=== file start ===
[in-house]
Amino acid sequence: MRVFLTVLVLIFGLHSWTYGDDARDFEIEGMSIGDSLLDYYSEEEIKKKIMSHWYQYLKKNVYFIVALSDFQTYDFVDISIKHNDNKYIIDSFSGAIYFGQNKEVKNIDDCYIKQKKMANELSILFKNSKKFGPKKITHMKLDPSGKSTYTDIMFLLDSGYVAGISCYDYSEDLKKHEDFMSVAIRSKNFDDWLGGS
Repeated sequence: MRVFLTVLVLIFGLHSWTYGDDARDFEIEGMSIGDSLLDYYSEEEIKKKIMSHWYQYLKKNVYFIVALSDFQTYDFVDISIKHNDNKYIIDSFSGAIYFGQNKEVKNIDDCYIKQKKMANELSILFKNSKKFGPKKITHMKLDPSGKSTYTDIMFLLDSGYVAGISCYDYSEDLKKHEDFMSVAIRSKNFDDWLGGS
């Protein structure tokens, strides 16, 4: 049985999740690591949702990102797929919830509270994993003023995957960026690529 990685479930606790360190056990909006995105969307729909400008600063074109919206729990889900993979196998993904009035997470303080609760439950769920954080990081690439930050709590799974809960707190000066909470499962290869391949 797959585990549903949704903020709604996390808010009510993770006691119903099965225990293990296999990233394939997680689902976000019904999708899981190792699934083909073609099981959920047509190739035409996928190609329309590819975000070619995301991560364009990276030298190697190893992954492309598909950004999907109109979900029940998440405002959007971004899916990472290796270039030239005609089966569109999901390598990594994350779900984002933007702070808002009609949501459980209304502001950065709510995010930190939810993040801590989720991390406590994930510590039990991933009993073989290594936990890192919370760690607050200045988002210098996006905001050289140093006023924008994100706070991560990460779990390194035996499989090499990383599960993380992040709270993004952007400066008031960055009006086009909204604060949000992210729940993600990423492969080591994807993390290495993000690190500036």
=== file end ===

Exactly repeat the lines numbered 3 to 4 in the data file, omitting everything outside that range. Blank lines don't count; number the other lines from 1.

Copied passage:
Repeated sequence: MRVFLTVLVLIFGLHSWTYGDDARDFEIEGMSIGDSLLDYYSEEEIKKKIMSHWYQYLKKNVYFIVALSDFQTYDFVDISIKHNDNKYIIDSFSGAIYFGQNKEVKNIDDCYIKQKKMANELSILFKNSKKFGPKKITHMKLDPSGKSTYTDIMFLLDSGYVAGISCYDYSEDLKKHEDFMSVAIRSKNFDDWLGGS
């Protein structure tokens, strides 16, 4: 049985999740690591949702990102797929919830509270994993003023995957960026690529 990685479930606790360190056990909006995105969307729909400008600063074109919206729990889900993979196998993904009035997470303080609760439950769920954080990081690439930050709590799974809960707190000066909470499962290869391949 797959585990549903949704903020709604996390808010009510993770006691119903099965225990293990296999990233394939997680689902976000019904999708899981190792699934083909073609099981959920047509190739035409996928190609329309590819975000070619995301991560364009990276030298190697190893992954492309598909950004999907109109979900029940998440405002959007971004899916990472290796270039030239005609089966569109999901390598990594994350779900984002933007702070808002009609949501459980209304502001950065709510995010930190939810993040801590989720991390406590994930510590039990991933009993073989290594936990890192919370760690607050200045988002210098996006905001050289140093006023924008994100706070991560990460779990390194035996499989090499990383599960993380992040709270993004952007400066008031960055009006086009909204604060949000992210729940993600990423492969080591994807993390290495993000690190500036």